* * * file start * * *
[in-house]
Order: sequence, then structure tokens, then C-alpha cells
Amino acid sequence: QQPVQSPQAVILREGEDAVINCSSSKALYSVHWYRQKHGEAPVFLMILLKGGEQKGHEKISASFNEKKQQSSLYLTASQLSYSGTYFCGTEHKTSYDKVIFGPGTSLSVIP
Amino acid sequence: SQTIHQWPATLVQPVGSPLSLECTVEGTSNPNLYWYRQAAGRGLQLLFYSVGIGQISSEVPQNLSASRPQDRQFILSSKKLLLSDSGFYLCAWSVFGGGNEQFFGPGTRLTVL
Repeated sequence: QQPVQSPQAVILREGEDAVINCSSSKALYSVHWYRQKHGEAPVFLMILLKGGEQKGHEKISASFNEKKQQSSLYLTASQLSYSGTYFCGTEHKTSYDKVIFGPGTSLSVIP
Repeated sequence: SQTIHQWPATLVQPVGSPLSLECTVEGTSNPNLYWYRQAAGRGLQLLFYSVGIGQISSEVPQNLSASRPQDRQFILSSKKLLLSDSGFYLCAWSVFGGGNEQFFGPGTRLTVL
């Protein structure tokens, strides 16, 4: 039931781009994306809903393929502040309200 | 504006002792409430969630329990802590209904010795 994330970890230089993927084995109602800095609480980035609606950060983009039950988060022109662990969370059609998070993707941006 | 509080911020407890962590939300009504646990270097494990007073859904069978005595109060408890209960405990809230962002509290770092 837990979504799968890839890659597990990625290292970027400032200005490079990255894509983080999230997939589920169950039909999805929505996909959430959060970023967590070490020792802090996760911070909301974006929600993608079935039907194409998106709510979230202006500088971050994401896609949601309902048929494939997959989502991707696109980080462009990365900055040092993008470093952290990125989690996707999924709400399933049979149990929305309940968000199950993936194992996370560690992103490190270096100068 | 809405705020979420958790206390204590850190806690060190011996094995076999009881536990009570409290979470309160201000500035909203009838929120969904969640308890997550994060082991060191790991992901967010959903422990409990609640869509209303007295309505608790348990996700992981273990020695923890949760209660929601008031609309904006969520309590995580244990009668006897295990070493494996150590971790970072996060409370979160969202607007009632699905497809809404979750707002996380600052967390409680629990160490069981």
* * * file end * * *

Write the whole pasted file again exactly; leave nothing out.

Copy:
[in-house]
Order: sequence, then structure tokens, then C-alpha cells
Amino acid sequence: QQPVQSPQAVILREGEDAVINCSSSKALYSVHWYRQKHGEAPVFLMILLKGGEQKGHEKISASFNEKKQQSSLYLTASQLSYSGTYFCGTEHKTSYDKVIFGPGTSLSVIP
Amino acid sequence: SQTIHQWPATLVQPVGSPLSLECTVEGTSNPNLYWYRQAAGRGLQLLFYSVGIGQISSEVPQNLSASRPQDRQFILSSKKLLLSDSGFYLCAWSVFGGGNEQFFGPGTRLTVL
Repeated sequence: QQPVQSPQAVILREGEDAVINCSSSKALYSVHWYRQKHGEAPVFLMILLKGGEQKGHEKISASFNEKKQQSSLYLTASQLSYSGTYFCGTEHKTSYDKVIFGPGTSLSVIP
Repeated sequence: SQTIHQWPATLVQPVGSPLSLECTVEGTSNPNLYWYRQAAGRGLQLLFYSVGIGQISSEVPQNLSASRPQDRQFILSSKKLLLSDSGFYLCAWSVFGGGNEQFFGPGTRLTVL
């Protein structure tokens, strides 16, 4: 039931781009994306809903393929502040309200 | 504006002792409430969630329990802590209904010795 994330970890230089993927084995109602800095609480980035609606950060983009039950988060022109662990969370059609998070993707941006 | 509080911020407890962590939300009504646990270097494990007073859904069978005595109060408890209960405990809230962002509290770092 837990979504799968890839890659597990990625290292970027400032200005490079990255894509983080999230997939589920169950039909999805929505996909959430959060970023967590070490020792802090996760911070909301974006929600993608079935039907194409998106709510979230202006500088971050994401896609949601309902048929494939997959989502991707696109980080462009990365900055040092993008470093952290990125989690996707999924709400399933049979149990929305309940968000199950993936194992996370560690992103490190270096100068 | 809405705020979420958790206390204590850190806690060190011996094995076999009881536990009570409290979470309160201000500035909203009838929120969904969640308890997550994060082991060191790991992901967010959903422990409990609640869509209303007295309505608790348990996700992981273990020695923890949760209660929601008031609309904006969520309590995580244990009668006897295990070493494996150590971790970072996060409370979160969202607007009632699905497809809404979750707002996380600052967390409680629990160490069981």